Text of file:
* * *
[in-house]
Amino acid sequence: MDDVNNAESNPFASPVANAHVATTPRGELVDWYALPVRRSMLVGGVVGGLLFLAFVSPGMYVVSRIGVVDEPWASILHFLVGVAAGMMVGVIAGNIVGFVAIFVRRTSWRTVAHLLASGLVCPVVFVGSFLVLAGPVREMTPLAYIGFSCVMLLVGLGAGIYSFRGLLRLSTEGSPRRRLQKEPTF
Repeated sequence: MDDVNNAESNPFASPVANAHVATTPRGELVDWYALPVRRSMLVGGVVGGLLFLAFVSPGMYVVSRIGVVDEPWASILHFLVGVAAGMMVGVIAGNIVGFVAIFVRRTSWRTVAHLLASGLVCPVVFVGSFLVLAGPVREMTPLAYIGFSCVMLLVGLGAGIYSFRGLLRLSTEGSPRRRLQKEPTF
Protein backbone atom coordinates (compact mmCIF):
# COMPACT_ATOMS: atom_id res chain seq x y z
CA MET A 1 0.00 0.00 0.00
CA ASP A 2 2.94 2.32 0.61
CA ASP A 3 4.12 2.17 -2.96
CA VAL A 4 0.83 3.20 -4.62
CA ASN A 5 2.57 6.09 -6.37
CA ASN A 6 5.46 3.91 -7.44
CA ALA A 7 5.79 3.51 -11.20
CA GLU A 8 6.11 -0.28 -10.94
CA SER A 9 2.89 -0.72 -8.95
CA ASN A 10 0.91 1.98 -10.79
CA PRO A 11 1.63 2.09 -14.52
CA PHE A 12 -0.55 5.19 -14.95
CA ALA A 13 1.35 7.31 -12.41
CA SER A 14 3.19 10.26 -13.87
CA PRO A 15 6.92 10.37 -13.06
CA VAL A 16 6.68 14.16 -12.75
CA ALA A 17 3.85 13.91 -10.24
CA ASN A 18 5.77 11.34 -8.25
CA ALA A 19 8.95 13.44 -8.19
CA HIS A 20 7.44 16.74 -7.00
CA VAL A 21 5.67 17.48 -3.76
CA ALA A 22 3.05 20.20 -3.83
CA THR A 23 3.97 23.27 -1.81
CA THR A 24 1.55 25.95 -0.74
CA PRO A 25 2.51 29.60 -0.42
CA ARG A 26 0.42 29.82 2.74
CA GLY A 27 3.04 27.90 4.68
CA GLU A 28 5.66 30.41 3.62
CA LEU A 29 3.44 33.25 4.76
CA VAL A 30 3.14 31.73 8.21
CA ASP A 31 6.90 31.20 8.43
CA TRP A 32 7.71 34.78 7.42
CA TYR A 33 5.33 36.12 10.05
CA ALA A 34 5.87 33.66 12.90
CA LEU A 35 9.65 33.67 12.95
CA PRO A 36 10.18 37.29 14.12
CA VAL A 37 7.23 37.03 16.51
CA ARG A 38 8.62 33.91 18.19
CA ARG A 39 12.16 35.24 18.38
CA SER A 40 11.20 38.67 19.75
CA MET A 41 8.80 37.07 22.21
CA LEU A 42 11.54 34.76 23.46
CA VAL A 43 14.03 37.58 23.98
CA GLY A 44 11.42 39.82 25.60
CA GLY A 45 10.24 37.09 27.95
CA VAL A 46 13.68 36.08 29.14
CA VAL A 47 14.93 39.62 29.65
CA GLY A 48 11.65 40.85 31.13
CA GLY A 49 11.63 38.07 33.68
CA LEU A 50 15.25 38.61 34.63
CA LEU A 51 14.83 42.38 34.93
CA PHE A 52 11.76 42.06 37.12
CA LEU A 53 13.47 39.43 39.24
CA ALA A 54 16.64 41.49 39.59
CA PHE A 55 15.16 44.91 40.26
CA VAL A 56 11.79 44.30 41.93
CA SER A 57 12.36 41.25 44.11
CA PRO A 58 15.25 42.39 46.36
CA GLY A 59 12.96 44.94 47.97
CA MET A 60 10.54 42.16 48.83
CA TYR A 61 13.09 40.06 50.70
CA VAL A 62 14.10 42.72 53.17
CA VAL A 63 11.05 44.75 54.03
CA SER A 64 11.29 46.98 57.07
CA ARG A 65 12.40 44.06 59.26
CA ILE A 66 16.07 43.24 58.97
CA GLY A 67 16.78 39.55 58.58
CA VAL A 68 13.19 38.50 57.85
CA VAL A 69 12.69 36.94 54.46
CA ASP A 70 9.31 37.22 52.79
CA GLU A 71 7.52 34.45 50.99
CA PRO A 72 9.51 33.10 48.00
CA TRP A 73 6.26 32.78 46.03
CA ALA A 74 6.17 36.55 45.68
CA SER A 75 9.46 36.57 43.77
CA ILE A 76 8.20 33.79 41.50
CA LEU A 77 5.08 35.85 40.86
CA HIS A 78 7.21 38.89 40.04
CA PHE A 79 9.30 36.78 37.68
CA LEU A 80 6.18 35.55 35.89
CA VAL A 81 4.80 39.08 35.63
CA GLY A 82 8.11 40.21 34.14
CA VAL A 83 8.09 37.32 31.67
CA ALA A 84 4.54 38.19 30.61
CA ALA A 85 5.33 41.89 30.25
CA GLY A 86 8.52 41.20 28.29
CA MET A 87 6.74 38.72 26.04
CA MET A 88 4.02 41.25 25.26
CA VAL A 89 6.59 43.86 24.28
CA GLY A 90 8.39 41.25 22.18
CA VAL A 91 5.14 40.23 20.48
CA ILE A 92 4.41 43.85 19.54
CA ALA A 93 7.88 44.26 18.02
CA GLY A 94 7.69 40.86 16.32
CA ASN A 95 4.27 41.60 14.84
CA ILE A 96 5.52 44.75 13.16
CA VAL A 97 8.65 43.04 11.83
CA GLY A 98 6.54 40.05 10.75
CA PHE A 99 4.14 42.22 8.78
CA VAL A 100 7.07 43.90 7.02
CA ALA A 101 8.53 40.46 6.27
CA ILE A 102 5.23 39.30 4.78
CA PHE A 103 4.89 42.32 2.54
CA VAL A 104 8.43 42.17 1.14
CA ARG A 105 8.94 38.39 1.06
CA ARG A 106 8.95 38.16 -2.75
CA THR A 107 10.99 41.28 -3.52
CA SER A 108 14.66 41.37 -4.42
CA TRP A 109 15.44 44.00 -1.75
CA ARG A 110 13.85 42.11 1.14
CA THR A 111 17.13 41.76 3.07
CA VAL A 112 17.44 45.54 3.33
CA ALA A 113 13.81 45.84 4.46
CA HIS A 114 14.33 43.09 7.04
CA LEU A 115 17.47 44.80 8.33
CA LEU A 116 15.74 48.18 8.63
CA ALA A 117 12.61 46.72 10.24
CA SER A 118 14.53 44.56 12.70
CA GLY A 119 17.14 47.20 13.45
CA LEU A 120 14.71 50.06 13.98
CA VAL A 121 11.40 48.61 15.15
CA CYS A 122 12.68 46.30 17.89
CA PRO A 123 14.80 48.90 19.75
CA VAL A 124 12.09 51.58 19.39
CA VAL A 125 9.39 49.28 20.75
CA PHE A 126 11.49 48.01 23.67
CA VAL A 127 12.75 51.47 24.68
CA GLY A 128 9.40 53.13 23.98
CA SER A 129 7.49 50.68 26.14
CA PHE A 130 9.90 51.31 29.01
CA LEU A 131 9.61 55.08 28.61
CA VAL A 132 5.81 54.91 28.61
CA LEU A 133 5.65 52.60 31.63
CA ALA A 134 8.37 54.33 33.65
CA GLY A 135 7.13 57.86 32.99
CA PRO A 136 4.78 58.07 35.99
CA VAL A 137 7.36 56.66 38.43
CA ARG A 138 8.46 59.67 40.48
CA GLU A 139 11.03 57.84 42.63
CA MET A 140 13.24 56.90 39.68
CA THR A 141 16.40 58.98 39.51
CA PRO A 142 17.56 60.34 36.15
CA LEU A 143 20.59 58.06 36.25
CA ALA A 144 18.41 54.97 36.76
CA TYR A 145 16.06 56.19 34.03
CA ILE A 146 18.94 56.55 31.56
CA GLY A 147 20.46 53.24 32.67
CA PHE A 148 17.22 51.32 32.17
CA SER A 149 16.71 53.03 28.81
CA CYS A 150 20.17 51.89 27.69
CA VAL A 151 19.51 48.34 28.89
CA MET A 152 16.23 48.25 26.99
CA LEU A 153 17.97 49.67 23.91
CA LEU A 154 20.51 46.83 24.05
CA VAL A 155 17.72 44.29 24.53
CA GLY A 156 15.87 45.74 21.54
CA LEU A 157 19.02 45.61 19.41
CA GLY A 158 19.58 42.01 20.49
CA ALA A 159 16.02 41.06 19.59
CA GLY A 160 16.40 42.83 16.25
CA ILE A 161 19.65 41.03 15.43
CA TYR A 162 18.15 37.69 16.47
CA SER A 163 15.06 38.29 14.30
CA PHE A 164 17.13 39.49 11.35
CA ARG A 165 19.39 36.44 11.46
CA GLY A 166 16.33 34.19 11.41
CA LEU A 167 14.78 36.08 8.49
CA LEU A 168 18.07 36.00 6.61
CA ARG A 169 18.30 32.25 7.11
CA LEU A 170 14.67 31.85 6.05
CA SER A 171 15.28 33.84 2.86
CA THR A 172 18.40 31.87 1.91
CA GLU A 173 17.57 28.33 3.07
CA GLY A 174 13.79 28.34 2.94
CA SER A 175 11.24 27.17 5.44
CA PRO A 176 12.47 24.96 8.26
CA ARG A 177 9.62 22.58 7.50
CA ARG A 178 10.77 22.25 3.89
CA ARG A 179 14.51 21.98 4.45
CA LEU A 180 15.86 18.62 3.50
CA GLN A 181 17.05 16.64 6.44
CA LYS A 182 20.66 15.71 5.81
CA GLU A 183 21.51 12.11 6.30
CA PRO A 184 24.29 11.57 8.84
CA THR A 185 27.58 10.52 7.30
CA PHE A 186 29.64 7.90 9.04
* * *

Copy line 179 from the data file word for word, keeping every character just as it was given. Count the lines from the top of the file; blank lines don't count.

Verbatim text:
CA GLY A 174 13.79 28.34 2.94